Leadership vs. Management: Trust Makes All the Difference

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Look online, and you’ll find an abundance of memes comparing the traits of managers and leaders. Many show the manager sitting behind a desk with the whip to his people, while the leader is in front of the pack and leading the charge.

But is it really that simple in our day-to-day work lives? I don’t own a whip; am I automatically a leader? How must we act to distinguish ourselves as leaders instead of managers?

The first step is knowing the difference, and I have a simple way of distinguishing between the two roles.

Managers Versus Leaders

The difference between managers and leaders is how they view their most essential resource: their team. A manager manages the team’s actions, whereas a leader manages the team’s development. The managerial viewpoint is concerned with maintaining the bottom line, while the leadership viewpoint drives growth for both the team members and the organization as a whole.

To illustrate, assume you work at a tech company, and there is a new software product scheduled for release. The team of software engineers is the primary resource to make this launch happen. Managers tie their success to the efficient delivery of quality products, processes, or services. In our example, the manager’s sole responsibility is to deliver a quality software package to the market on schedule while meeting the stakeholders’ budgetary constraints. Just as the budget, schedule, and quality are managed to remain on the established project plan, so are the resources. The team members (resources) have established instructions, directives, and expectations to complete the project. The manager’s goal is a successful product delivery.

Leaders take a different approach and measure their success through the development of their team. It is the leader’s responsibility to grow, empower, and motivate their employees. The leader’s objective is to provide the proper training, coaching, or tools to the team members to help them become their most successful versions of themselves. The leader’s goal is the growth and enhancement of each team member.

Although a leader’s main objective is to enhance their team members, they still need to bring the product in on time and within budget. If your focus is solely on your employees and not making sure the software gets to market as planned by the stakeholders, you probably won’t be in a leadership position for long. Does that mean a leader has to be a manager first?

Trust: A Key Differentiator

It all comes down to trust. A manager may trust their team, but there is little opportunity for that trust to be expressed. The manager works within a framework that demands team members perform the necessary steps to fulfill the project delivery in a certain way.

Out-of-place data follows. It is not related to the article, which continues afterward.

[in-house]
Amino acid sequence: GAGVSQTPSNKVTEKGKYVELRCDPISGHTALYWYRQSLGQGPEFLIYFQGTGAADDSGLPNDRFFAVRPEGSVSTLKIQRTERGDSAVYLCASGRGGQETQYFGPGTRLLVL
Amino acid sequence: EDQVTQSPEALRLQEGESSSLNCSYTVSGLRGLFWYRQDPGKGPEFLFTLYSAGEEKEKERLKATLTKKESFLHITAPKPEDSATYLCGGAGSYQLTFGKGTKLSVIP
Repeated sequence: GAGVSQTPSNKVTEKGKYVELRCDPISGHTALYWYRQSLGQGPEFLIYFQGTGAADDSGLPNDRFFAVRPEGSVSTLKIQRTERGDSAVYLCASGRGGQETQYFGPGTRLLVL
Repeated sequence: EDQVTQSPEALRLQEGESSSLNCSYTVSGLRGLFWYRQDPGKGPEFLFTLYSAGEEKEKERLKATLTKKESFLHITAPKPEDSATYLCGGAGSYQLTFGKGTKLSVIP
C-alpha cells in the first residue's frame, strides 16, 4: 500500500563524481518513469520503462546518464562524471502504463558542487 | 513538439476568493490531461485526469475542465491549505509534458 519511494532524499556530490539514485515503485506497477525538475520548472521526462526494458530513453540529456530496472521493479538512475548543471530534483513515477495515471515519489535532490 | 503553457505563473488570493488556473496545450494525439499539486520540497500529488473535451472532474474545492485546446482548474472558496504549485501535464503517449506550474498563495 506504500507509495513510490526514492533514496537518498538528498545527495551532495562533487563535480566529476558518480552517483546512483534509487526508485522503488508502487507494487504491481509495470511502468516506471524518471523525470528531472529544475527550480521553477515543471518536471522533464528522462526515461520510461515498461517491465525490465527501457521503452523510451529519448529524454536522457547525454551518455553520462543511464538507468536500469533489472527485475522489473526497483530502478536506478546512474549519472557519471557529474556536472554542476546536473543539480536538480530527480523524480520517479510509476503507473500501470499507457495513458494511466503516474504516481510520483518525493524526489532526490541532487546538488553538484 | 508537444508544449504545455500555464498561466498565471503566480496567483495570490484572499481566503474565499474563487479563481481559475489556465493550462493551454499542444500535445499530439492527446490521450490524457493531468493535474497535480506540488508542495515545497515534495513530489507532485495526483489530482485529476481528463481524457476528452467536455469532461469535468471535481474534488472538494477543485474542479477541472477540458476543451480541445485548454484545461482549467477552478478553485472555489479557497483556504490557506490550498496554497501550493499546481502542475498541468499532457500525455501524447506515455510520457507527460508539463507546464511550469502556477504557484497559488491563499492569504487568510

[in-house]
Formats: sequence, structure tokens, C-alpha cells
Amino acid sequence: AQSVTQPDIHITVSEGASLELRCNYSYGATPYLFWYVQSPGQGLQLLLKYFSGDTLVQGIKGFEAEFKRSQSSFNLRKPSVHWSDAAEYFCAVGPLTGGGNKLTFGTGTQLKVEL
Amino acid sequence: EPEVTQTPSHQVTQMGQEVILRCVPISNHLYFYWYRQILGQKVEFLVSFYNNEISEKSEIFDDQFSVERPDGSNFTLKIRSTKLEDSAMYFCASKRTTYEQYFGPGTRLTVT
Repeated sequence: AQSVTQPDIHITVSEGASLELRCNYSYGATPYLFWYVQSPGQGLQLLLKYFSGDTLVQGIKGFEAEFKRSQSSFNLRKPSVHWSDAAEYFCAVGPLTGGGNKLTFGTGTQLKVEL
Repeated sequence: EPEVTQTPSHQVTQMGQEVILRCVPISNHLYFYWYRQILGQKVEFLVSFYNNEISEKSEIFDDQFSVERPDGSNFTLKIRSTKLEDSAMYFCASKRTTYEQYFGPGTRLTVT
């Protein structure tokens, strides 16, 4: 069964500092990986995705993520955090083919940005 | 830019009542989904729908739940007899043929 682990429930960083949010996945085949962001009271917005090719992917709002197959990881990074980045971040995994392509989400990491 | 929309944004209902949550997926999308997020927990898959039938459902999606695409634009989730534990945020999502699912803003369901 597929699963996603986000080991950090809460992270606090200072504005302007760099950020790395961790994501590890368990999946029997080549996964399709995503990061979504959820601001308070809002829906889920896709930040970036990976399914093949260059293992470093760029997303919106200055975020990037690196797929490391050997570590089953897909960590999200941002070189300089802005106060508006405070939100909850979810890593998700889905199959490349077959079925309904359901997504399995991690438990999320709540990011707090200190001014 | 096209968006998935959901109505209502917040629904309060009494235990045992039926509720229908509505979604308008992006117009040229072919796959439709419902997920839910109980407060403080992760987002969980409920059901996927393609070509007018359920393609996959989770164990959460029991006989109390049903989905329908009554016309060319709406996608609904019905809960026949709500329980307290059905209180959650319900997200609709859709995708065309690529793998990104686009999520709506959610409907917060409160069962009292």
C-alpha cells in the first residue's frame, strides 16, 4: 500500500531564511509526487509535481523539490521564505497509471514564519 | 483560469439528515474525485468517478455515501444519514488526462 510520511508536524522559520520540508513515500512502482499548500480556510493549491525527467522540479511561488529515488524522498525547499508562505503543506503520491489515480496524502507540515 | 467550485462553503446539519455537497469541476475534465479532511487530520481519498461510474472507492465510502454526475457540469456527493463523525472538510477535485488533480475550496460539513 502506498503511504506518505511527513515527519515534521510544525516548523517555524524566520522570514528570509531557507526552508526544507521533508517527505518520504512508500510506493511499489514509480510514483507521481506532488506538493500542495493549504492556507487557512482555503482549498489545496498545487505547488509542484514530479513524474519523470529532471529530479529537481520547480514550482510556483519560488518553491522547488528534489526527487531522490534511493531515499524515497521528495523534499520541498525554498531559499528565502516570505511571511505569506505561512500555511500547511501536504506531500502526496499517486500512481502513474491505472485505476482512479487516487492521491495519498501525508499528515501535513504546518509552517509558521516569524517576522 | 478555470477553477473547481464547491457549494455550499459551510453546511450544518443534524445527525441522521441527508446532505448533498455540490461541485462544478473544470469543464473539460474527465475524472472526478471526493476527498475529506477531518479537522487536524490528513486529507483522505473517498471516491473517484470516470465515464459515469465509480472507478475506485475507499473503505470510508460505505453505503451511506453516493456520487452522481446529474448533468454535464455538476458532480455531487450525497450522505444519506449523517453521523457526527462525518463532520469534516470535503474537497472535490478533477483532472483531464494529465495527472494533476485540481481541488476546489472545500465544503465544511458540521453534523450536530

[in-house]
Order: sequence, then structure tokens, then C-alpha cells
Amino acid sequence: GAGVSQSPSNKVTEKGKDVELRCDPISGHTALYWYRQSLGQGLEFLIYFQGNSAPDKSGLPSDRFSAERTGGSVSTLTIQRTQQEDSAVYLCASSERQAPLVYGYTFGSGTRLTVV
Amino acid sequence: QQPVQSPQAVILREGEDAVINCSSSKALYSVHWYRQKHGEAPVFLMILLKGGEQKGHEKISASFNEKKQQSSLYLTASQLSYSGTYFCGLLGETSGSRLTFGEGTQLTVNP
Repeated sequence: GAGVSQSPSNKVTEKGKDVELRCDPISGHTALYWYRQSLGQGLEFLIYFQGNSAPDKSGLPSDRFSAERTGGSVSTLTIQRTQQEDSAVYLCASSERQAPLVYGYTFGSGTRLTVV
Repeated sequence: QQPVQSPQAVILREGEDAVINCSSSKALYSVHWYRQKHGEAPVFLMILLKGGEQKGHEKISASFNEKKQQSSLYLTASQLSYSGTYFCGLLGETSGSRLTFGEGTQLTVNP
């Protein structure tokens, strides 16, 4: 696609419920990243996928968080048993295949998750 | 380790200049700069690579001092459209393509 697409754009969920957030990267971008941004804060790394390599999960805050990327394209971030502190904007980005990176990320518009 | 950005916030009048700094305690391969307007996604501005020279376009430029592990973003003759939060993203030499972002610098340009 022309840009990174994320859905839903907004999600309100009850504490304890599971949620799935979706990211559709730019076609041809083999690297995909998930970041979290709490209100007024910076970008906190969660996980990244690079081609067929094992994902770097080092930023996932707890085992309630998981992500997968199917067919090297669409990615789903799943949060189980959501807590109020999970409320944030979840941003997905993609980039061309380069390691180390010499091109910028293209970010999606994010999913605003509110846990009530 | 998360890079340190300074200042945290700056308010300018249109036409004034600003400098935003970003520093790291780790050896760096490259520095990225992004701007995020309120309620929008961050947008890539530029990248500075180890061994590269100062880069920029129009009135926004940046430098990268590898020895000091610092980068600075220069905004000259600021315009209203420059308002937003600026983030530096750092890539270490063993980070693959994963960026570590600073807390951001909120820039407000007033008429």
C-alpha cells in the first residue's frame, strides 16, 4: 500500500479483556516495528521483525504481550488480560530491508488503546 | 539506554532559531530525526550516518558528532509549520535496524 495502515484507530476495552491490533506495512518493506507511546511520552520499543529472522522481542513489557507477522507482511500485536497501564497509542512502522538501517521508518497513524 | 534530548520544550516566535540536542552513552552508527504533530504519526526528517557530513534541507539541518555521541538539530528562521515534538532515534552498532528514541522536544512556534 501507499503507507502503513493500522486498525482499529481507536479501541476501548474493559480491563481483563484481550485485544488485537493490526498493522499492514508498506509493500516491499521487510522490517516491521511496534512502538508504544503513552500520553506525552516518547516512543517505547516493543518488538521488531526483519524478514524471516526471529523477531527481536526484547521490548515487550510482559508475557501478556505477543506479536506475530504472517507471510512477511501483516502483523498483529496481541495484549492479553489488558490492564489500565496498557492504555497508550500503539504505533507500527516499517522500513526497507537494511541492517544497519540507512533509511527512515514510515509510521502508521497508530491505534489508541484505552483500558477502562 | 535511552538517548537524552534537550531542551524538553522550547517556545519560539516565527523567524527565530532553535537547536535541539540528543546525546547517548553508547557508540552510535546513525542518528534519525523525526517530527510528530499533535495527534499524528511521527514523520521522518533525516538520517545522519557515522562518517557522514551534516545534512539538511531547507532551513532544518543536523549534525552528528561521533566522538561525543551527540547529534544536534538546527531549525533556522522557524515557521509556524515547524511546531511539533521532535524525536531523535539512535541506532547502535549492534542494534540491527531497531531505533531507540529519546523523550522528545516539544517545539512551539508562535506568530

The mark of a true leader is that they trust and are trusted by their team members. Instead of specifying directives and instructions, a leader explains the end goal to the team. In our previous example, the leader would provide the objectives and expectations of the software project. The leader would also provide guidance on the limits of budget, schedule, and quality. What the leader would not do is tell their employees how to go about meeting these objectives and expectations. Instead, a leader creates an operating environment that relies on the team’s expertise and creativity. Through trust, a leader is able to accomplish the same tasks as a manager by giving team members the authority and responsibility to develop their own solutions to meet the end goal of project delivery.

The Journey From Manager to Leader

The transformation from manager to leader requires a shift in mindset along four key axes:

  1. Transfer authority and responsibility: The managerial role is about controlling budget, schedule, quality, and resources. As a leader, you have to be willing to give up some of that control and trust your team with the authority and responsibility to achieve project objectives. These small acts empower your team, create loyalty, and eliminate the need for micromanagement.
  2. Encourage creativity and proactivity: I have a good friend, and we usually approach the same problems in entirely different ways, only to end up with the same result. If we were each given a prescribed instruction, our individual problem-solving skills would be stifled, and neither of us would feel ownership of the problem. Leaders allow team members to be creative, and as a result, team members naturally take ownership of the process. As team members develop their plans, leaders encourage them to anticipate all possible pitfalls. Often, the end result will exceed expectations.
  3. Think big picture: Project parameters and deliverables are the main focus of a manager. Leaders ensure their team members understand how the project fits within a larger system or strategic objective. When team members understand the full scope of the project, they feel a sense of ownership and a stronger drive to succeed.
  4. Listen: As a leader, you don’t have to be the smartest person in the room, but you do need to find out who is. Ask them questions about their specialty and listen. Find out what’s important and what to avoid. This kind of listening builds further trust with your team.

Transforming from a manager to a leader ultimately redefines your professional purpose, from the product to your people. Leadership is a difficult path because it requires the courage to relinquish control, trust your team, and make yourself vulnerable in front of your people. It may not happen overnight, but with courage and dedicated practice, it is possible — and profitable — to become a great leader.

Jenn Donahue is a leadership coach, engineer, entrepreneur, and the founder of JL Donahue Engineering.

By Jenn Donahue